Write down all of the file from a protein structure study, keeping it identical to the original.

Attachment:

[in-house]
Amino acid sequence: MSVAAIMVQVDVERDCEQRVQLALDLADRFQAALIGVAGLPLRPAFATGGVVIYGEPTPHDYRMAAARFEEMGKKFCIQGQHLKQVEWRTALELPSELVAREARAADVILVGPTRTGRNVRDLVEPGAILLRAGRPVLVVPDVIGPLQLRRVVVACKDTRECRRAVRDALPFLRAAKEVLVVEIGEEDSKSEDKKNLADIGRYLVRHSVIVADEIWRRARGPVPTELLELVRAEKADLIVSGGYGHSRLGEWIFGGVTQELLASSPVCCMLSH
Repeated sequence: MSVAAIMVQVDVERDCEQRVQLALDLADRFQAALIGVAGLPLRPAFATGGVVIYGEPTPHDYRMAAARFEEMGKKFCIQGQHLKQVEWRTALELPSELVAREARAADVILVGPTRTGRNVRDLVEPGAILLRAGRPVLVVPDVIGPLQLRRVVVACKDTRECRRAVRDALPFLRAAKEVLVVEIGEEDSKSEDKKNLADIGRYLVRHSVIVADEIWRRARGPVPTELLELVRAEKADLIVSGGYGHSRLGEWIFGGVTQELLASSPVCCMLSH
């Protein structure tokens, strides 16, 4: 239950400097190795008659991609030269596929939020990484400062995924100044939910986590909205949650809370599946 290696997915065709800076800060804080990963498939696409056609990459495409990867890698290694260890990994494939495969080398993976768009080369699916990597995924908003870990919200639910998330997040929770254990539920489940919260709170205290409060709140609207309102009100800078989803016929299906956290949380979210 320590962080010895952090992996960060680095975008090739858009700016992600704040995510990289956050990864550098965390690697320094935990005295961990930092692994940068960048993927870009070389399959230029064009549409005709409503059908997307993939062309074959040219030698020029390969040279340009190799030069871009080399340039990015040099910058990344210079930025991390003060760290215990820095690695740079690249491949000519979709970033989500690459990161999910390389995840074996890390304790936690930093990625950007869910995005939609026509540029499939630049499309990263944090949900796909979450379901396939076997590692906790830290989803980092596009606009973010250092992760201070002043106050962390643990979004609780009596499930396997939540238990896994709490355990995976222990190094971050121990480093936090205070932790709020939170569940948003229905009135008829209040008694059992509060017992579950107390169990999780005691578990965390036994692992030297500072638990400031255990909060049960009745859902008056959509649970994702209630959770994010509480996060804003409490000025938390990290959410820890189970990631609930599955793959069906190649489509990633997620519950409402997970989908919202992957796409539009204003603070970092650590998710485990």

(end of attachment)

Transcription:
[in-house]
Amino acid sequence: MSVAAIMVQVDVERDCEQRVQLALDLADRFQAALIGVAGLPLRPAFATGGVVIYGEPTPHDYRMAAARFEEMGKKFCIQGQHLKQVEWRTALELPSELVAREARAADVILVGPTRTGRNVRDLVEPGAILLRAGRPVLVVPDVIGPLQLRRVVVACKDTRECRRAVRDALPFLRAAKEVLVVEIGEEDSKSEDKKNLADIGRYLVRHSVIVADEIWRRARGPVPTELLELVRAEKADLIVSGGYGHSRLGEWIFGGVTQELLASSPVCCMLSH
Repeated sequence: MSVAAIMVQVDVERDCEQRVQLALDLADRFQAALIGVAGLPLRPAFATGGVVIYGEPTPHDYRMAAARFEEMGKKFCIQGQHLKQVEWRTALELPSELVAREARAADVILVGPTRTGRNVRDLVEPGAILLRAGRPVLVVPDVIGPLQLRRVVVACKDTRECRRAVRDALPFLRAAKEVLVVEIGEEDSKSEDKKNLADIGRYLVRHSVIVADEIWRRARGPVPTELLELVRAEKADLIVSGGYGHSRLGEWIFGGVTQELLASSPVCCMLSH
């Protein structure tokens, strides 16, 4: 239950400097190795008659991609030269596929939020990484400062995924100044939910986590909205949650809370599946 290696997915065709800076800060804080990963498939696409056609990459495409990867890698290694260890990994494939495969080398993976768009080369699916990597995924908003870990919200639910998330997040929770254990539920489940919260709170205290409060709140609207309102009100800078989803016929299906956290949380979210 320590962080010895952090992996960060680095975008090739858009700016992600704040995510990289956050990864550098965390690697320094935990005295961990930092692994940068960048993927870009070389399959230029064009549409005709409503059908997307993939062309074959040219030698020029390969040279340009190799030069871009080399340039990015040099910058990344210079930025991390003060760290215990820095690695740079690249491949000519979709970033989500690459990161999910390389995840074996890390304790936690930093990625950007869910995005939609026509540029499939630049499309990263944090949900796909979450379901396939076997590692906790830290989803980092596009606009973010250092992760201070002043106050962390643990979004609780009596499930396997939540238990896994709490355990995976222990190094971050121990480093936090205070932790709020939170569940948003229905009135008829209040008694059992509060017992579950107390169990999780005691578990965390036994692992030297500072638990400031255990909060049960009745859902008056959509649970994702209630959770994010509480996060804003409490000025938390990290959410820890189970990631609930599955793959069906190649489509990633997620519950409402997970989908919202992957796409539009204003603070970092650590998710485990």